My Chatty Cathy Family:  Chatty Cathy (Ashton Drake), Tiny Chatty Baby, Tiny Chatty Brother,Tiny Chatty Baby, 1960s Chatty Cathy, 1960s formerly white-now-dyed-brown Chatty Cathy

After posting the above photograph of most of my Chatty Cathy doll family, leaving them untouched on the shelf where they are permanently displayed, I realized that I forgot to photograph one additional member of the family.


I snapped the above separate photograph of Chatty Baby, then took a height comparison photograph of the doll alongside Tiny Chatty Baby and Chatty Cathy, the tallest of the three (next picture).

Chatty Baby (my almost forgotten Chatty family member) poses for a size comparison photo with one of my Tiny Chatty Baby dolls and Ashton-Drake's reproduction Chatty Cathy.
After touching one of my Tiny Chatty Babies, I noticed her face felt sticky.  Her body and arms, made of  different vinyl materials did not have this sticky film covering it.  I checked the other Chatty family members and found that only the Tiny Chatty Babies were affected.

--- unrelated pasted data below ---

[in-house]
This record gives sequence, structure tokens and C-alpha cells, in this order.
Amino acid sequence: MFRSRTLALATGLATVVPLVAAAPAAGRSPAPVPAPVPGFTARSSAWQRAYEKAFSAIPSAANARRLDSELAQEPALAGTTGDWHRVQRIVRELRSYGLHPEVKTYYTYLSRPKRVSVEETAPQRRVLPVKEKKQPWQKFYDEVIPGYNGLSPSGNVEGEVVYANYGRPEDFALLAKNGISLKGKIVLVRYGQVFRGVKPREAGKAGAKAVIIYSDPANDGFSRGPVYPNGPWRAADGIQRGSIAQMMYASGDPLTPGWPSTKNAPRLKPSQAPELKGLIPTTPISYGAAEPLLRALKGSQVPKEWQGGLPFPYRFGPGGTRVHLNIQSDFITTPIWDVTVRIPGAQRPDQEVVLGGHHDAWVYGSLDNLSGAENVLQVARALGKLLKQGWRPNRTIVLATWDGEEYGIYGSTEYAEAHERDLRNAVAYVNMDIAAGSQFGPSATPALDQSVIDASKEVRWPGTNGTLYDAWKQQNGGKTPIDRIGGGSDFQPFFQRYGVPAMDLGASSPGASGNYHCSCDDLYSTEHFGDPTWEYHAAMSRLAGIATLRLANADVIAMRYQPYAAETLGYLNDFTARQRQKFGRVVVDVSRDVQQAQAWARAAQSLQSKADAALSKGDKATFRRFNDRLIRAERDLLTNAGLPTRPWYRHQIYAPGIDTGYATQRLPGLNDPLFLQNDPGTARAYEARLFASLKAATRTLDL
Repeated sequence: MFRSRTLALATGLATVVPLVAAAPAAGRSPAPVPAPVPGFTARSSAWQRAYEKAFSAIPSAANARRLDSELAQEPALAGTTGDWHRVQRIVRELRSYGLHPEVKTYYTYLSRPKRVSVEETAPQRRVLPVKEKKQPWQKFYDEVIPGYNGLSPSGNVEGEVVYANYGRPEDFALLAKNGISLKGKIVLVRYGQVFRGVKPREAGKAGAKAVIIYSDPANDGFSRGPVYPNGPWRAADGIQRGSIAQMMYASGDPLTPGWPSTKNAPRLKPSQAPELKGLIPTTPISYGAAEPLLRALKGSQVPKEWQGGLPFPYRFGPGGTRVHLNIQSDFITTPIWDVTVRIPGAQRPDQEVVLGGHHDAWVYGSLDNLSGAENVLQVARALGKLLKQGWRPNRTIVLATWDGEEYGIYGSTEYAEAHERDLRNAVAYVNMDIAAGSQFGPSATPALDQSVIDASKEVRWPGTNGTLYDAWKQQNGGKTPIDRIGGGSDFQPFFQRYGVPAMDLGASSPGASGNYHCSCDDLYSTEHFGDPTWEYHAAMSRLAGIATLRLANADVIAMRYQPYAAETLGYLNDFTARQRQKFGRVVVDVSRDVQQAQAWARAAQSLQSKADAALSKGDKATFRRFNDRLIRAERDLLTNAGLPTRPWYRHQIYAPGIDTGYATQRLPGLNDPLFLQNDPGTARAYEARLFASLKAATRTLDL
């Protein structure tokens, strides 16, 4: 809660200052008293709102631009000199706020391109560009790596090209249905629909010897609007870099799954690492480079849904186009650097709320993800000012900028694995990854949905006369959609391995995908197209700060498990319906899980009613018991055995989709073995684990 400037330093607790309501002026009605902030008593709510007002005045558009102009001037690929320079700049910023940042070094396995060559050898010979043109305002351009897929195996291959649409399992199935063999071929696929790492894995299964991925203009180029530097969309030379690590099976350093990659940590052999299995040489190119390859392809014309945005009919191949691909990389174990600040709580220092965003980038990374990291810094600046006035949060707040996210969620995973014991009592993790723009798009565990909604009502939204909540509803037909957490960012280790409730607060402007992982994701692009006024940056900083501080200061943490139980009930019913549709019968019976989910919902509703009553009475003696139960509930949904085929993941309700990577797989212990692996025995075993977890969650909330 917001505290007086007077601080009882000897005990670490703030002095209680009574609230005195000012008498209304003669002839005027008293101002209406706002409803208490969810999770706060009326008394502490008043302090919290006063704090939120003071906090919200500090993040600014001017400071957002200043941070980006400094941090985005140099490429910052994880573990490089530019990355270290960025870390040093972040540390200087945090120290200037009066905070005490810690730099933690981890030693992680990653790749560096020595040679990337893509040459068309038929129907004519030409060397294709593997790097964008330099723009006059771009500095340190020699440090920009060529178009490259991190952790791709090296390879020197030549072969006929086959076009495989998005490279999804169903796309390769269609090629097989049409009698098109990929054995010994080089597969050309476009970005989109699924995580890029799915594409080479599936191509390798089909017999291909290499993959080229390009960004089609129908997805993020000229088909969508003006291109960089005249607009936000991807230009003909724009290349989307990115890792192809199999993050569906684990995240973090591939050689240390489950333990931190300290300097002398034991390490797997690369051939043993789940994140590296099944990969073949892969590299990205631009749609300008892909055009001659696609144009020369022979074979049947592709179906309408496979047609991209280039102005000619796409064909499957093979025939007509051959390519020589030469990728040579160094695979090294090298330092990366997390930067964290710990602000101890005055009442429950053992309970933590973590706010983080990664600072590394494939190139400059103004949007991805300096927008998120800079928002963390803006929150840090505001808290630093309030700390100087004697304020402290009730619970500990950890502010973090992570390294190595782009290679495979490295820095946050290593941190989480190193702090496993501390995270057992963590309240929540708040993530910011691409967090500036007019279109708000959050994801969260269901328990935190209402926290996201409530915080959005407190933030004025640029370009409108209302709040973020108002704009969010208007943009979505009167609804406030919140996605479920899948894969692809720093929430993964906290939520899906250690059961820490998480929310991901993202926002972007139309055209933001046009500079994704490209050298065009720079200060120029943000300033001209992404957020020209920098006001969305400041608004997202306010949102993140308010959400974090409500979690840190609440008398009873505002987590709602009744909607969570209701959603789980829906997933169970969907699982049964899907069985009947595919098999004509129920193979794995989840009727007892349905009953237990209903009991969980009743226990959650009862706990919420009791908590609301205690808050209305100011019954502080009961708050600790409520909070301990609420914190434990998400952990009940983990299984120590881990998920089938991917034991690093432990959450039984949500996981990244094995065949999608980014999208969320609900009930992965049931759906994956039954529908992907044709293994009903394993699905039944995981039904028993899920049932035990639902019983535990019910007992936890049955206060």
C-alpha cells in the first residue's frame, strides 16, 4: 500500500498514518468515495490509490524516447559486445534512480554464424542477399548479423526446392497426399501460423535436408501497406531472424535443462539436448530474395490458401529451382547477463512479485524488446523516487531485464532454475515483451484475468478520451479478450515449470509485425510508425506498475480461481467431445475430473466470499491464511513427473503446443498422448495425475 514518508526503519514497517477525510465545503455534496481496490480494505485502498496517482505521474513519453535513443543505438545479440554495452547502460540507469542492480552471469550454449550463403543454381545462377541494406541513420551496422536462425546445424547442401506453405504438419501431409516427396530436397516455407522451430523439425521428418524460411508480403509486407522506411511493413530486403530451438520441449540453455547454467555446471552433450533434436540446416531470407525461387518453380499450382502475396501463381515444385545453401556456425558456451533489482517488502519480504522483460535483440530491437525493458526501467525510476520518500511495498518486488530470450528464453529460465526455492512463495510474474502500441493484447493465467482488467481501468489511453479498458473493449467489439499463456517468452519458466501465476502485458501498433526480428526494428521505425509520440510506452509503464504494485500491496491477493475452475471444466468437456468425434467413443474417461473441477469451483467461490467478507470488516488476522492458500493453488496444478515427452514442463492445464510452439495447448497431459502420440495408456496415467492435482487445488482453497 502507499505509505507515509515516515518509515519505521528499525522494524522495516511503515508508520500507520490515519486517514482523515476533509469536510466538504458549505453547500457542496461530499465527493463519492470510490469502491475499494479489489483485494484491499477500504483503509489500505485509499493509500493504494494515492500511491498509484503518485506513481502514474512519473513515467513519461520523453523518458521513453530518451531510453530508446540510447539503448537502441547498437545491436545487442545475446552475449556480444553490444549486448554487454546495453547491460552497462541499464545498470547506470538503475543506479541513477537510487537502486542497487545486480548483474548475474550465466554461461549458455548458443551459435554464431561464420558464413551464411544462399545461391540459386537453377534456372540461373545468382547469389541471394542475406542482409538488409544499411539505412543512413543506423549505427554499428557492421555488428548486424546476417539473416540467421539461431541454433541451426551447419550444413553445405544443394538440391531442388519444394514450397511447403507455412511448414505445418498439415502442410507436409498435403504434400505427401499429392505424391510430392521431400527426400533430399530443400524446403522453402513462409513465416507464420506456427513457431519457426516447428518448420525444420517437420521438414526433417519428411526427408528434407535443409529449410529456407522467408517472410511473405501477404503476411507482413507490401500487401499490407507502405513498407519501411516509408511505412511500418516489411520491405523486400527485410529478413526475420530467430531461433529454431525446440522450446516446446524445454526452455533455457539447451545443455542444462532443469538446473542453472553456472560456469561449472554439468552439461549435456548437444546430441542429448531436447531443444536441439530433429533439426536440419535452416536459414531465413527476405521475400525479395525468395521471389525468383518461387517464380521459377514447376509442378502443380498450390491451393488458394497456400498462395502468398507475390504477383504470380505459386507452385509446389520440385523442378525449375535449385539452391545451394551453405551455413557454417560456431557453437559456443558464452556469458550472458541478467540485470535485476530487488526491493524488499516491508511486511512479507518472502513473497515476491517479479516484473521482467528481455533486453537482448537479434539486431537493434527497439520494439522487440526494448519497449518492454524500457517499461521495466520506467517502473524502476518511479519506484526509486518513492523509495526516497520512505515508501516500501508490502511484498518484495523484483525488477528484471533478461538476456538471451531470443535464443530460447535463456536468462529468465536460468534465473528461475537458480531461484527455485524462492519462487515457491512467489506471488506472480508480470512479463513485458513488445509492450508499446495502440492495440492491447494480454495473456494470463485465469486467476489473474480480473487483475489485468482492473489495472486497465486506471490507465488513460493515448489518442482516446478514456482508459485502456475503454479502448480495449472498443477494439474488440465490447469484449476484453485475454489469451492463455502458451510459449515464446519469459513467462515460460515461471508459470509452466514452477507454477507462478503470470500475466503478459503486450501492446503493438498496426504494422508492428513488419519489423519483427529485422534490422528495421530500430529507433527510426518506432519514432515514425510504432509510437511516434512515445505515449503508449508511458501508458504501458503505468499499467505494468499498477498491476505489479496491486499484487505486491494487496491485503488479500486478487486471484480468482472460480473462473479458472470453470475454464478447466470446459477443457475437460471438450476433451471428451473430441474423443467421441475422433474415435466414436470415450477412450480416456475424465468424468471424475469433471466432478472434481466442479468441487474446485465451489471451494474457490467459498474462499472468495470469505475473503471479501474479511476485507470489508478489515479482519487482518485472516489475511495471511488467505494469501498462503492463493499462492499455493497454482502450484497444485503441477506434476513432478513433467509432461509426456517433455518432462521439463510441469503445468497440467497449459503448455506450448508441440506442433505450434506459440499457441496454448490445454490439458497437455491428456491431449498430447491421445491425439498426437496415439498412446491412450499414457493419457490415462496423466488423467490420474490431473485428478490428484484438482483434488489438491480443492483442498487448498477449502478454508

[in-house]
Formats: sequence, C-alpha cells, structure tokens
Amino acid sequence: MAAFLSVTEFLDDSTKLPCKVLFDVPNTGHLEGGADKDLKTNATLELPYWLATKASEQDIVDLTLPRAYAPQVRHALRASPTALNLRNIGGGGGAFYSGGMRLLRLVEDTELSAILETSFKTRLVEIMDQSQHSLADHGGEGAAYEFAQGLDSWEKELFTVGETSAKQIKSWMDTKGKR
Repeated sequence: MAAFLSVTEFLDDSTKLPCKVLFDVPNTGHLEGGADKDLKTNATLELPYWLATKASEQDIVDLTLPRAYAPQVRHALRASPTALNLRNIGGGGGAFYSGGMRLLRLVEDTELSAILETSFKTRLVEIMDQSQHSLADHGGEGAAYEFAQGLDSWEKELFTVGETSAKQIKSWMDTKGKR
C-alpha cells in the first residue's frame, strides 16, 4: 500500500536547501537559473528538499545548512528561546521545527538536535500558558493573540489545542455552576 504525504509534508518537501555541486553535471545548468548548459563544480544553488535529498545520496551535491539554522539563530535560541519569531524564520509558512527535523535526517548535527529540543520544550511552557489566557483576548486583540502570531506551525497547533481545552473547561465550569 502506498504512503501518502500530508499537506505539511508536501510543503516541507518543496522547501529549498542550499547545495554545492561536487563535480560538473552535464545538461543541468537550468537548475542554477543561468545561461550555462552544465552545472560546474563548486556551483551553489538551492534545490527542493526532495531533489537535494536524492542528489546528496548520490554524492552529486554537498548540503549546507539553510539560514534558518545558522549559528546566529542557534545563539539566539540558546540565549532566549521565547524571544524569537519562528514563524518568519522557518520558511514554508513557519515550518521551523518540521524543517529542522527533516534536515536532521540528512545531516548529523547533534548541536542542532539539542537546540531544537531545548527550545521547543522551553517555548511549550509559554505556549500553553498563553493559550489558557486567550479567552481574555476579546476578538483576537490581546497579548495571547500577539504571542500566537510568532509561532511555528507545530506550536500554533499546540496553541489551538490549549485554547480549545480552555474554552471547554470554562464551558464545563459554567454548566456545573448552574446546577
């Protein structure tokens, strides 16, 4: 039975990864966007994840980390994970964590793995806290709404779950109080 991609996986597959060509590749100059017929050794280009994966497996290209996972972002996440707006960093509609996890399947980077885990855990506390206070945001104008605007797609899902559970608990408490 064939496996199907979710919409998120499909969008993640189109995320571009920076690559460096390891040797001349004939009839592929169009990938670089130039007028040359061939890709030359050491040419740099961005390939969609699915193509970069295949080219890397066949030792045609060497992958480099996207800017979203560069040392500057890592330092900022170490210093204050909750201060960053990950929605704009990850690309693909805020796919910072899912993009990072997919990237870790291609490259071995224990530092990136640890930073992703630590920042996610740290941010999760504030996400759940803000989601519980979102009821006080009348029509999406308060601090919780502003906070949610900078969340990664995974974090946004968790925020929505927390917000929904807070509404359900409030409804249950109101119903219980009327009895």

After using a lens wipe on the above doll's face, I posted the following message in one of my Facebook doll groups:

...How can I remove the tacky/sticky feeling from my Tiny Chatty Baby dolls' faces. I noticed this earlier today when I took their photograph. It only affects the face. I think a chemical Mattel used in the vinyl is breaking down. It feels greasy/sticky. I used a lens cleaner to wipe one doll's face. It reduced it some, but it still feels tacky. I know corn starch has been suggested for white dolls, but I don't think that will work too well with brown dolls. Any suggestions?

One member suggested using a degreaser.  Another member suggested Dawn dishwashing detergent.

I tried Dawn first. Diluted in warm water, it seemed to remove approximately 75% of the stickiness, but I wanted it all gone. 

Tiny Chatties have had undiluted Dawn dishwashing liquid rubbed over all visible vinyl areas of their heads.